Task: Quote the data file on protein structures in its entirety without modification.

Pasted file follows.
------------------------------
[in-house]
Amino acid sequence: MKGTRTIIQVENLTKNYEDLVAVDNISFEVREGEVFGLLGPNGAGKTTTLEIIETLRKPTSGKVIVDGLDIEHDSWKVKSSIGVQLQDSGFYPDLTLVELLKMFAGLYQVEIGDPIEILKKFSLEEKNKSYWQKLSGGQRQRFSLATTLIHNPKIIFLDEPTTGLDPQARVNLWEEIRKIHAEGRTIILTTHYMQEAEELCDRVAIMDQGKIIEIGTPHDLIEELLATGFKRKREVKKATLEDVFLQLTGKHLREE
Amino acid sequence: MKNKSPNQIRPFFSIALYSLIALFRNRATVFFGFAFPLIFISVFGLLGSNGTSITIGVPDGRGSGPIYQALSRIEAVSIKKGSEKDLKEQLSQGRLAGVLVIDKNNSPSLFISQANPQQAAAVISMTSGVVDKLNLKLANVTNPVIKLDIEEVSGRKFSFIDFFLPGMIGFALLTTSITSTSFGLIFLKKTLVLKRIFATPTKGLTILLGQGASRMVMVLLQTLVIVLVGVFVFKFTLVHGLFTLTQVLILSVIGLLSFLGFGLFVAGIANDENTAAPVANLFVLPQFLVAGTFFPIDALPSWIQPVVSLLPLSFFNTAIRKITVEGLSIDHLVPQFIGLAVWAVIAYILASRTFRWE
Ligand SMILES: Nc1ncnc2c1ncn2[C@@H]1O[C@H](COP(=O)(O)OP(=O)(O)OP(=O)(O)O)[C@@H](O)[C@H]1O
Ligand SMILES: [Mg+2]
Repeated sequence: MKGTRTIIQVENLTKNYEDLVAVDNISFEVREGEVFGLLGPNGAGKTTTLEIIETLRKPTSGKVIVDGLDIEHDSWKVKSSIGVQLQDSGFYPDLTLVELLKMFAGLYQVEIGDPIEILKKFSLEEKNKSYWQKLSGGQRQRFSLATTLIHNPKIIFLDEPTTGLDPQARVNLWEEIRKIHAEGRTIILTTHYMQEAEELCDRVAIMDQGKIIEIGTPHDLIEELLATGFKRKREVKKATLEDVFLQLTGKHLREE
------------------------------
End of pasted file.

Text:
[in-house]
Amino acid sequence: MKGTRTIIQVENLTKNYEDLVAVDNISFEVREGEVFGLLGPNGAGKTTTLEIIETLRKPTSGKVIVDGLDIEHDSWKVKSSIGVQLQDSGFYPDLTLVELLKMFAGLYQVEIGDPIEILKKFSLEEKNKSYWQKLSGGQRQRFSLATTLIHNPKIIFLDEPTTGLDPQARVNLWEEIRKIHAEGRTIILTTHYMQEAEELCDRVAIMDQGKIIEIGTPHDLIEELLATGFKRKREVKKATLEDVFLQLTGKHLREE
Amino acid sequence: MKNKSPNQIRPFFSIALYSLIALFRNRATVFFGFAFPLIFISVFGLLGSNGTSITIGVPDGRGSGPIYQALSRIEAVSIKKGSEKDLKEQLSQGRLAGVLVIDKNNSPSLFISQANPQQAAAVISMTSGVVDKLNLKLANVTNPVIKLDIEEVSGRKFSFIDFFLPGMIGFALLTTSITSTSFGLIFLKKTLVLKRIFATPTKGLTILLGQGASRMVMVLLQTLVIVLVGVFVFKFTLVHGLFTLTQVLILSVIGLLSFLGFGLFVAGIANDENTAAPVANLFVLPQFLVAGTFFPIDALPSWIQPVVSLLPLSFFNTAIRKITVEGLSIDHLVPQFIGLAVWAVIAYILASRTFRWE
Ligand SMILES: Nc1ncnc2c1ncn2[C@@H]1O[C@H](COP(=O)(O)OP(=O)(O)OP(=O)(O)O)[C@@H](O)[C@H]1O
Ligand SMILES: [Mg+2]
Repeated sequence: MKGTRTIIQVENLTKNYEDLVAVDNISFEVREGEVFGLLGPNGAGKTTTLEIIETLRKPTSGKVIVDGLDIEHDSWKVKSSIGVQLQDSGFYPDLTLVELLKMFAGLYQVEIGDPIEILKKFSLEEKNKSYWQKLSGGQRQRFSLATTLIHNPKIIFLDEPTTGLDPQARVNLWEEIRKIHAEGRTIILTTHYMQEAEELCDRVAIMDQGKIIEIGTPHDLIEELLATGFKRKREVKKATLEDVFLQLTGKHLREE